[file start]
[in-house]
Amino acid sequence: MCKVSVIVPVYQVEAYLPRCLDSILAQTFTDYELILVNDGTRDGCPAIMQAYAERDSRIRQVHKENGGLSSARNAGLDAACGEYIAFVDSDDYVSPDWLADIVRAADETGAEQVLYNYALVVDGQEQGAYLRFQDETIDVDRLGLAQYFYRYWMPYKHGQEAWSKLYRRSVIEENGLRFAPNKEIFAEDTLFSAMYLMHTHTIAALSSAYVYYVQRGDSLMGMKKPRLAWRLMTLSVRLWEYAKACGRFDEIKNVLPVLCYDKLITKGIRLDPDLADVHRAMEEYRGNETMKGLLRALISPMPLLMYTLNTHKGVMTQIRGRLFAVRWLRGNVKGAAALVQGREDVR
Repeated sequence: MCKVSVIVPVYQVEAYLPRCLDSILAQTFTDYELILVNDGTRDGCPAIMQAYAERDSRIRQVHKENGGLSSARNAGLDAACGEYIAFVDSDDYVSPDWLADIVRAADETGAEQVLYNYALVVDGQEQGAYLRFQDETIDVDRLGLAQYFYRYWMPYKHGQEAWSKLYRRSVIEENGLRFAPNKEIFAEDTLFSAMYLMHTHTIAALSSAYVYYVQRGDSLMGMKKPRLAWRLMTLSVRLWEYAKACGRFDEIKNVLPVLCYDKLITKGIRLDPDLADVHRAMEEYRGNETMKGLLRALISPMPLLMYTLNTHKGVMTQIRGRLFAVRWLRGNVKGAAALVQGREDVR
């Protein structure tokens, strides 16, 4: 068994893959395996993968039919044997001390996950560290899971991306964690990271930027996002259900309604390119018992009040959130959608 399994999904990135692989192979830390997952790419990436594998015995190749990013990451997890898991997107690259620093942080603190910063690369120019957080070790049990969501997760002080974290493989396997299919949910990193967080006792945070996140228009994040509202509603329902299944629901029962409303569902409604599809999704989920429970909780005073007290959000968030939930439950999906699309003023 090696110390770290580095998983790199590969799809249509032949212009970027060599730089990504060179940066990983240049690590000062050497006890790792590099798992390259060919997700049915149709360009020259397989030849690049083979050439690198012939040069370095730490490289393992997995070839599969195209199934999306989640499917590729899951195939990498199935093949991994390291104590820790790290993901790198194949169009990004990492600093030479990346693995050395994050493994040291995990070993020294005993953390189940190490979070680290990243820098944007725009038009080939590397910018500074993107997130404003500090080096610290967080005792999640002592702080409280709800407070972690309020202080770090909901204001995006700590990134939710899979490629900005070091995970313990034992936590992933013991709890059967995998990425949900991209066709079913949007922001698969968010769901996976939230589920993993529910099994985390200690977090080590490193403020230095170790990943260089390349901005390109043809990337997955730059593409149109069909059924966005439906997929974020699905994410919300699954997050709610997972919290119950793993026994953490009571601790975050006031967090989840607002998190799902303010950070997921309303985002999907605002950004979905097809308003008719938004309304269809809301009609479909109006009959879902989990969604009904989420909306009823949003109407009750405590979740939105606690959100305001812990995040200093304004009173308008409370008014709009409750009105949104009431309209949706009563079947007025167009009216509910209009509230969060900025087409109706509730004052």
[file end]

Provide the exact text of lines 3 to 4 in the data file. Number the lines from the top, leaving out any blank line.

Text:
Repeated sequence: MCKVSVIVPVYQVEAYLPRCLDSILAQTFTDYELILVNDGTRDGCPAIMQAYAERDSRIRQVHKENGGLSSARNAGLDAACGEYIAFVDSDDYVSPDWLADIVRAADETGAEQVLYNYALVVDGQEQGAYLRFQDETIDVDRLGLAQYFYRYWMPYKHGQEAWSKLYRRSVIEENGLRFAPNKEIFAEDTLFSAMYLMHTHTIAALSSAYVYYVQRGDSLMGMKKPRLAWRLMTLSVRLWEYAKACGRFDEIKNVLPVLCYDKLITKGIRLDPDLADVHRAMEEYRGNETMKGLLRALISPMPLLMYTLNTHKGVMTQIRGRLFAVRWLRGNVKGAAALVQGREDVR
């Protein structure tokens, strides 16, 4: 068994893959395996993968039919044997001390996950560290899971991306964690990271930027996002259900309604390119018992009040959130959608 399994999904990135692989192979830390997952790419990436594998015995190749990013990451997890898991997107690259620093942080603190910063690369120019957080070790049990969501997760002080974290493989396997299919949910990193967080006792945070996140228009994040509202509603329902299944629901029962409303569902409604599809999704989920429970909780005073007290959000968030939930439950999906699309003023 090696110390770290580095998983790199590969799809249509032949212009970027060599730089990504060179940066990983240049690590000062050497006890790792590099798992390259060919997700049915149709360009020259397989030849690049083979050439690198012939040069370095730490490289393992997995070839599969195209199934999306989640499917590729899951195939990498199935093949991994390291104590820790790290993901790198194949169009990004990492600093030479990346693995050395994050493994040291995990070993020294005993953390189940190490979070680290990243820098944007725009038009080939590397910018500074993107997130404003500090080096610290967080005792999640002592702080409280709800407070972690309020202080770090909901204001995006700590990134939710899979490629900005070091995970313990034992936590992933013991709890059967995998990425949900991209066709079913949007922001698969968010769901996976939230589920993993529910099994985390200690977090080590490193403020230095170790990943260089390349901005390109043809990337997955730059593409149109069909059924966005439906997929974020699905994410919300699954997050709610997972919290119950793993026994953490009571601790975050006031967090989840607002998190799902303010950070997921309303985002999907605002950004979905097809308003008719938004309304269809809301009609479909109006009959879902989990969604009904989420909306009823949003109407009750405590979740939105606690959100305001812990995040200093304004009173308008409370008014709009409750009105949104009431309209949706009563079947007025167009009216509910209009509230969060900025087409109706509730004052």